|Publication number||US4081689 A|
|Application number||US 05/724,116|
|Publication date||Mar 28, 1978|
|Filing date||Sep 17, 1976|
|Priority date||Sep 17, 1976|
|Publication number||05724116, 724116, US 4081689 A, US 4081689A, US-A-4081689, US4081689 A, US4081689A|
|Inventors||Meyer M. Reiss|
|Original Assignee||Atomic Products Corporation|
|Export Citation||BiBTeX, EndNote, RefMan|
|Patent Citations (2), Referenced by (9), Classifications (12)|
|External Links: USPTO, USPTO Assignment, Espacenet|
It is well known in the art to provide removable shielding adapted to engage a hypodermic syringe in such manner as to surround the barrel thereof and thereby shield a user from radiation emanating from the radioactive contents of the syringe. Most such devices include a bayonet-type locking means at the upper end thereof adapted to engage the outwardly projecting syringe flanges formed integrally with the barrel thereof, and normally contacted by the fingers of the user during the discharge of the syringe. Prior art syringe shields also include a single shield barrel formed of lead which covers the major portion of the length of the barrel, leaving an exposed lower end thereof to permit determination of whether or not the syringe is loaded.
There are several disadvantages in the use of this construction. One is the substantial weight of the lead shielding, often heavier than the weight of the syringe itself, and tending to make manipulation of the syringe awkward. Another is the fact that the exposed lower end of the syringe is the point of greatest radiation, and it is normally exposed at all times. Further, in order to calibrate the radiopharmaceutical dose in the syringe, it is usually necessary to remove the syringe from engagement within the shield, and during this process the technician is fully exposed to radiation. While such radiation is not normally dangerous to a patient, it is to be appreciated that the technician using the syringe is exposed to similar radiation on a daily basis, the total accumulation of such radiation being inherently dangerous. The term dose calibration is intended to mean in this specification, the placing of a loaded syringe in the proximity of radiation measuring means, rather than the loading of the syringe to a predetermined volume. This dose calibration is preferably accomplished immediately before use, since the radioactive materials normally injected decay very rapidly, and often lose all effective strength over the course of several days.
There has recently been developed by Harold W. Tipton of the National Institute of Health, Bethesda, Maryland, an improved shield made in two parts, including an upper shield element arranged in telescopic fashion with respect to a lower shield element, the upper shield element being of lightweight metal, the lower being of very dense metal such as tantalum or tungsten. This structure permits the confining of shielding material in the area where radiation is greatest, namely at the lower end of the barrel, and the retraction of the lower shield for dose calibration without the necessity of completely removing the shield from the syringe. As might be expected, the cost of manufacture of such devices results in a very high unit cost, making desirable the substitution, where possible, of lower cost materials in the lower shield element. While lead is a possible material, its inherent softness and heavy weight make it undesirable for this purpose, particularly in view of the telescoping sliding relationship between the upper and lower shield elements, necessary in this construction.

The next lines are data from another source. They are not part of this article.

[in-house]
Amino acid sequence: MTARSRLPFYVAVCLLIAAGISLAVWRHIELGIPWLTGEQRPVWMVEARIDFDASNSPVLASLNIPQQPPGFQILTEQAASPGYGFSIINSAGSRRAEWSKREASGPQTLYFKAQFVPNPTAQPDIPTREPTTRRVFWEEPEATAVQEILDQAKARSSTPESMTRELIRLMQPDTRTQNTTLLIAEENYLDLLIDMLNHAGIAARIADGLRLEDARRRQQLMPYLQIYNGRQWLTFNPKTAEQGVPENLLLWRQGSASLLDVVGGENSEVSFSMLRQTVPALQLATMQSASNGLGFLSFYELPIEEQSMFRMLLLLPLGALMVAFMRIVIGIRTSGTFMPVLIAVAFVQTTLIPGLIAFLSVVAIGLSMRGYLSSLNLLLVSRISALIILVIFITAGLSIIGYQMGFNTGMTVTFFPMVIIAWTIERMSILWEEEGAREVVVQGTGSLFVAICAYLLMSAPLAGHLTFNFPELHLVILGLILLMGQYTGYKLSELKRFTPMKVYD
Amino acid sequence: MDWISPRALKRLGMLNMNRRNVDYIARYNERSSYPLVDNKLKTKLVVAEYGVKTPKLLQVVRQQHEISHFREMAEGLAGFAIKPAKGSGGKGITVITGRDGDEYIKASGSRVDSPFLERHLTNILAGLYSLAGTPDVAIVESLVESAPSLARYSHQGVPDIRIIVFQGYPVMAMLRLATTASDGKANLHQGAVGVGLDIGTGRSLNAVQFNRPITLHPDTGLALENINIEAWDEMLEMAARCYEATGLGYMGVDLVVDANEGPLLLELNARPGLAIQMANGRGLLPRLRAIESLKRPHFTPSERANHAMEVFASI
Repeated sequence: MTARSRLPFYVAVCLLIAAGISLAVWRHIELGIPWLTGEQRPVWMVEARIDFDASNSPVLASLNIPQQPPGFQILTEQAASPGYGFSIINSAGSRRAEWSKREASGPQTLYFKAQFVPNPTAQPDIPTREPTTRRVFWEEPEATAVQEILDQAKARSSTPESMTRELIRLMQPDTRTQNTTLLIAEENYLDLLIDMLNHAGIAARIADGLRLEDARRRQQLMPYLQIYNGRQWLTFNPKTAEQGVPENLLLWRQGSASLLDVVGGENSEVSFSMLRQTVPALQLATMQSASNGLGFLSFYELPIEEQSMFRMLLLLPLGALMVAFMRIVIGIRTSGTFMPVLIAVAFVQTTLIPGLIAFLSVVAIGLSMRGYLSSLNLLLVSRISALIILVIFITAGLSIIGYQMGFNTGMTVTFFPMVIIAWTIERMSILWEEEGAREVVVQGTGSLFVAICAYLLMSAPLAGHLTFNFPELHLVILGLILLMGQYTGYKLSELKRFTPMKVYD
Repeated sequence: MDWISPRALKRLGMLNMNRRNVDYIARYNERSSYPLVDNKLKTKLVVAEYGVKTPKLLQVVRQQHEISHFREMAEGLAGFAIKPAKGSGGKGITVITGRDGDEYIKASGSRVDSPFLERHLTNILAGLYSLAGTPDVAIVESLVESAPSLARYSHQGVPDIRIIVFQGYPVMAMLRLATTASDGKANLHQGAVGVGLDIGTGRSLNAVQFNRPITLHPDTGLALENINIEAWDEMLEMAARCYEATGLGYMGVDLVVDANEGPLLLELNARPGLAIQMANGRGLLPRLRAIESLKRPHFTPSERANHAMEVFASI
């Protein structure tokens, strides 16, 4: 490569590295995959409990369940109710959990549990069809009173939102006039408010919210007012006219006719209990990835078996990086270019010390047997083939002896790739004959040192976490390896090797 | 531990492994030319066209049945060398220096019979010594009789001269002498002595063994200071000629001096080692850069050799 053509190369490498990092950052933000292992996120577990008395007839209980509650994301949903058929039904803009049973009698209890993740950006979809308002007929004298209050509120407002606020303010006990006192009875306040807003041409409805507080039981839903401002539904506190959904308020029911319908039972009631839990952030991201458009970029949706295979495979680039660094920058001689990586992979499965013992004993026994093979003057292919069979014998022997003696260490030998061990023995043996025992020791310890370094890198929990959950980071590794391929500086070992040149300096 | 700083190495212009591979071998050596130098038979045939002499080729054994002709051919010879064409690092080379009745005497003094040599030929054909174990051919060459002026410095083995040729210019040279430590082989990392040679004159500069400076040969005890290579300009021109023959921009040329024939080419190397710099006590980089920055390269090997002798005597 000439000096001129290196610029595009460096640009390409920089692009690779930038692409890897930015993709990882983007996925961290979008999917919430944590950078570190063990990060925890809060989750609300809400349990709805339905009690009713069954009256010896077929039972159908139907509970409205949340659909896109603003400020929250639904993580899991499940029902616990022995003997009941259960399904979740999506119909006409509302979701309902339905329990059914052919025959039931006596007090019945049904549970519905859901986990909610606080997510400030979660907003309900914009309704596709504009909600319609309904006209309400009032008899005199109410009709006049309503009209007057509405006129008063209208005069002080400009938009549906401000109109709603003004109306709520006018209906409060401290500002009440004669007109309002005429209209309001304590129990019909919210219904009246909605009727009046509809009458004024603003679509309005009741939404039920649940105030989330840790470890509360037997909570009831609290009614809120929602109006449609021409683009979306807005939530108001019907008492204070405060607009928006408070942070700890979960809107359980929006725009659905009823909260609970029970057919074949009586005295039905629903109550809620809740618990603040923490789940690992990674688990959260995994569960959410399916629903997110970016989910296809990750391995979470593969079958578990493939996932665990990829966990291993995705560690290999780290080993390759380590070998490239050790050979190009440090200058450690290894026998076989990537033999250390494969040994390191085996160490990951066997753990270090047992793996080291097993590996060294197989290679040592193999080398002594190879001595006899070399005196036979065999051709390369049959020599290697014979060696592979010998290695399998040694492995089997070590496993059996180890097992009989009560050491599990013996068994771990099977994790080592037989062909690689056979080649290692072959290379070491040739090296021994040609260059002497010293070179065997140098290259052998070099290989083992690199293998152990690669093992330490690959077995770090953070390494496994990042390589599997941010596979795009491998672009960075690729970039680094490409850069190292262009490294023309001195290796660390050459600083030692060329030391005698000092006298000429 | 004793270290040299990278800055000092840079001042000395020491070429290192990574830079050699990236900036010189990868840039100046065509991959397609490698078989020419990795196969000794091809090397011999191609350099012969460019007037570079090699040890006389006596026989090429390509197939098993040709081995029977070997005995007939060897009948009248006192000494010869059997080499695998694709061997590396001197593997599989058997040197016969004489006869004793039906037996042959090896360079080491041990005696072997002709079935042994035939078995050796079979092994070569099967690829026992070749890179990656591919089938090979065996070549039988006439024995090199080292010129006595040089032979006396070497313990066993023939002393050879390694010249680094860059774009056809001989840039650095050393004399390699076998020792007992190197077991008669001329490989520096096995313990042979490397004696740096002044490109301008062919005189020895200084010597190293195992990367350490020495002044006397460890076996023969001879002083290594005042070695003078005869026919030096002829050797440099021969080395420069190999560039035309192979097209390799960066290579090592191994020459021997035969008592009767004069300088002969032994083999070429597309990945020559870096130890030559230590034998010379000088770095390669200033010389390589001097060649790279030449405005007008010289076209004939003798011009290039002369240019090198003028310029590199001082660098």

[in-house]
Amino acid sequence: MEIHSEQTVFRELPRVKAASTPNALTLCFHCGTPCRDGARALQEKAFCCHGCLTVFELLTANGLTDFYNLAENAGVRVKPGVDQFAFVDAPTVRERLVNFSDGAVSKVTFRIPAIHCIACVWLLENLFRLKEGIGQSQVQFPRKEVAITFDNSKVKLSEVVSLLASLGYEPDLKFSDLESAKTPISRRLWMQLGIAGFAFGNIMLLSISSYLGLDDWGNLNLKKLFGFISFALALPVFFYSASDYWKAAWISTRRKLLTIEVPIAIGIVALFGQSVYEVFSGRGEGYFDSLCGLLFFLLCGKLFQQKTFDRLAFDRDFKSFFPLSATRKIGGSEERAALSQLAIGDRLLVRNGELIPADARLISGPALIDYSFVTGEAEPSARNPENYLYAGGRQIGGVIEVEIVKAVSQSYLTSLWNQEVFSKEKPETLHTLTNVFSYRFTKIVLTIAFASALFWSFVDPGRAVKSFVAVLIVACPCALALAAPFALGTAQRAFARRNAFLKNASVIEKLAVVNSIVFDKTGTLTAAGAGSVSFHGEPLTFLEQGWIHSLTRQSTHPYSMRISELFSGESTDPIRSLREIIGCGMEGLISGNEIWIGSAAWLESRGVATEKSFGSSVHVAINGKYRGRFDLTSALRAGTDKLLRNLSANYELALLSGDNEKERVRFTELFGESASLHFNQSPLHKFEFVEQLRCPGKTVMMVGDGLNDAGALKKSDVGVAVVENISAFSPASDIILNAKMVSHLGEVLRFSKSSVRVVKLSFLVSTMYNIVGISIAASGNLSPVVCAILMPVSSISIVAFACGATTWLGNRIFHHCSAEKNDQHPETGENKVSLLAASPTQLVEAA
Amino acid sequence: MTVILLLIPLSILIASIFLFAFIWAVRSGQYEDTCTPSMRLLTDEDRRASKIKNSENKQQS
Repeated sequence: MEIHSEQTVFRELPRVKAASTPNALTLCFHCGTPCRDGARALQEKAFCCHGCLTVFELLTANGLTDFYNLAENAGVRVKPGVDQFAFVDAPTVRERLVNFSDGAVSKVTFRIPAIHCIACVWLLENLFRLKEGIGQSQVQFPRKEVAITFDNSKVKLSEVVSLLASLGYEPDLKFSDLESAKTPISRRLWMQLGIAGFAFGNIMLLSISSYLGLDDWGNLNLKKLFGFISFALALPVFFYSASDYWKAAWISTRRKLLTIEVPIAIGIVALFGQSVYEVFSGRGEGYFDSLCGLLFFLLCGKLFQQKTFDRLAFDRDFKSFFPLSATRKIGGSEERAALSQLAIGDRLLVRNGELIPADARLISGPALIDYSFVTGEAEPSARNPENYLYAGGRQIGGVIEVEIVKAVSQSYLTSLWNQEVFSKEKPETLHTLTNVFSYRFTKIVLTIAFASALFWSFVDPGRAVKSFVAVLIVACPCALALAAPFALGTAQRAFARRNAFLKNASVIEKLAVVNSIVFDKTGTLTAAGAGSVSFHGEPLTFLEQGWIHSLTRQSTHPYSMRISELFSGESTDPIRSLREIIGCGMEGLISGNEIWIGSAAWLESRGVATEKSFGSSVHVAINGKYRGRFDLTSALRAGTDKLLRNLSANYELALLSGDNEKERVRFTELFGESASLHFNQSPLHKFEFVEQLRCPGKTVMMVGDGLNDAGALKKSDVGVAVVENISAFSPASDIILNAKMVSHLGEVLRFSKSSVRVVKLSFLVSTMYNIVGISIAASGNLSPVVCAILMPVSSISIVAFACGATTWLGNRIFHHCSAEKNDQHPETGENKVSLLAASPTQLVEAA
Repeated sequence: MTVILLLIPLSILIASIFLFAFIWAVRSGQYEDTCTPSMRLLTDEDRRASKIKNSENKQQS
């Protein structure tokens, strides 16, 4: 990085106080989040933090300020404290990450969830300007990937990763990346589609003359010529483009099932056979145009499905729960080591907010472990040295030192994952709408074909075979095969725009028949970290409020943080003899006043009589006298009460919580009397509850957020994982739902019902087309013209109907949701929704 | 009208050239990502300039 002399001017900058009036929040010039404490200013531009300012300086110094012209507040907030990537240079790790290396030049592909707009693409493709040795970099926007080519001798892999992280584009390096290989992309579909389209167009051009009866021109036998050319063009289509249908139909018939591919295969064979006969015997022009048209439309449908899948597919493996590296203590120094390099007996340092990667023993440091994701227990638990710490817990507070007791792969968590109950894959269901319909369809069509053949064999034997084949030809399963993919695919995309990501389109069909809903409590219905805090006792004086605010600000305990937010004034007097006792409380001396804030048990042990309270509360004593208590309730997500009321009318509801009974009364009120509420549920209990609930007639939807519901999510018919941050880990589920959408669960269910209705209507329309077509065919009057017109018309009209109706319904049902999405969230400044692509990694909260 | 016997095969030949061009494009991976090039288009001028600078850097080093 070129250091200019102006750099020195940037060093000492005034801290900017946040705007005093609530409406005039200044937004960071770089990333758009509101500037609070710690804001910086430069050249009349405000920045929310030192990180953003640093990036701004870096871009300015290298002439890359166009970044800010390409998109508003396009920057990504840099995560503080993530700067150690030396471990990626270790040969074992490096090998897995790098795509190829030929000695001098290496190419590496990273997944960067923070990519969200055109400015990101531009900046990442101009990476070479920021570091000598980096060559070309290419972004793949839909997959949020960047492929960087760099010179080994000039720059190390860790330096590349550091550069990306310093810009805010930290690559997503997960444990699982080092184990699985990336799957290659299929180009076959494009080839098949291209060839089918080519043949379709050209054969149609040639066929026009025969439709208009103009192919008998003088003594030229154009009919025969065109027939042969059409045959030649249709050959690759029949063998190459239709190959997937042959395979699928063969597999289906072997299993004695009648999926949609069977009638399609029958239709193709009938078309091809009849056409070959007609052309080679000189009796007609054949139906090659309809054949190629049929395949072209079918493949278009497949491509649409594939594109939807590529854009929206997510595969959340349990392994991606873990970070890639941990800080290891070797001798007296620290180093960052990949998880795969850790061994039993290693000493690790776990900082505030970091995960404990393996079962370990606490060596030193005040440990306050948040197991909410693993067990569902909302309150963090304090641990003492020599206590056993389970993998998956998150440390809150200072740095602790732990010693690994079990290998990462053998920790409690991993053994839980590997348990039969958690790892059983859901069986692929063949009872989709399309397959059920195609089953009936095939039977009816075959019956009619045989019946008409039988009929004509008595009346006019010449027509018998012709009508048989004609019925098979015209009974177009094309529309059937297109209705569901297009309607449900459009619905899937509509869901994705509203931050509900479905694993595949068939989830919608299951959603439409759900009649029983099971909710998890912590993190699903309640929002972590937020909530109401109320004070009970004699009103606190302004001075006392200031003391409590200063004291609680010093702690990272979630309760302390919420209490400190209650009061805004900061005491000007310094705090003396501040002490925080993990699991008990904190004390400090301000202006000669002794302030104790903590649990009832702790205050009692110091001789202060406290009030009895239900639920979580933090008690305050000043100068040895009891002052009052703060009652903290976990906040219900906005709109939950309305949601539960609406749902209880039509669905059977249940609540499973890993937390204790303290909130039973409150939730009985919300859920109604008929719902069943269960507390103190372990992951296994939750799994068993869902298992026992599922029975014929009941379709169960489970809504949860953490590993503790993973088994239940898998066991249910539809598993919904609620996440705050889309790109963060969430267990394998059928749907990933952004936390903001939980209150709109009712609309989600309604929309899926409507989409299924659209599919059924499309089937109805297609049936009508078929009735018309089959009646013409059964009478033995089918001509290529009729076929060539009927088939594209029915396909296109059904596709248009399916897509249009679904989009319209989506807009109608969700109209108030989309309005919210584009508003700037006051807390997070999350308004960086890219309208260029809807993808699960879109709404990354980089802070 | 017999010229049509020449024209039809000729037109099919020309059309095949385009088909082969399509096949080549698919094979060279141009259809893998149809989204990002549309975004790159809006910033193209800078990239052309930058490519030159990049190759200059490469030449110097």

It is known to employ depleted uranium 238 as a radioactive shielding material in relatively large shielding installations, such use being particularly suitable where any residual beta ray diffusion is relatively harmless. It will be appreciated, that where such material is used on a daily basis by humans, the cumulative effect of beta radiation is also dangerous.
Briefly stated, the invention contemplates the provision of an improved shielding material suitable for use, for example as a syringe shield component, in which the component is formed of depleted uranium 238, which, after shaping, has been coated with another material which is substantially impervious to beta ray penetration, such materials including brass, tungsten, tantalum and titanium. The coating may be quite thin, in the order of several thousandths of an inch, since the amount of beta ray radiation in depleted uranium 238 is relatively small. The depleted uranium, having served its initial purpose, is commercially available at relatively low cost, and may be suitably machined or otherwise formed using techniques applicable to heavy metals. The application of the coating may be by vacuum deposition or equivalent operations.
In the drawing, to which reference will be made in the specification, similar reference characters have been employed to designate corresponding parts throughout the several views.
FIG. 1 is a side elevational view of an embodiment of the invention.
FIG. 2 is a side elevational view thereof, as seen from the side opposite that seen in FIG. 1.
FIG. 3 is a bottom plan view thereof.
FIG. 4 is a transverse sectional view as seen from the plane 4--4 in FIG. 1.
FIG. 5 is a sectional view corresponding that seen in FIG. 4, but showing an alternate form of the invention.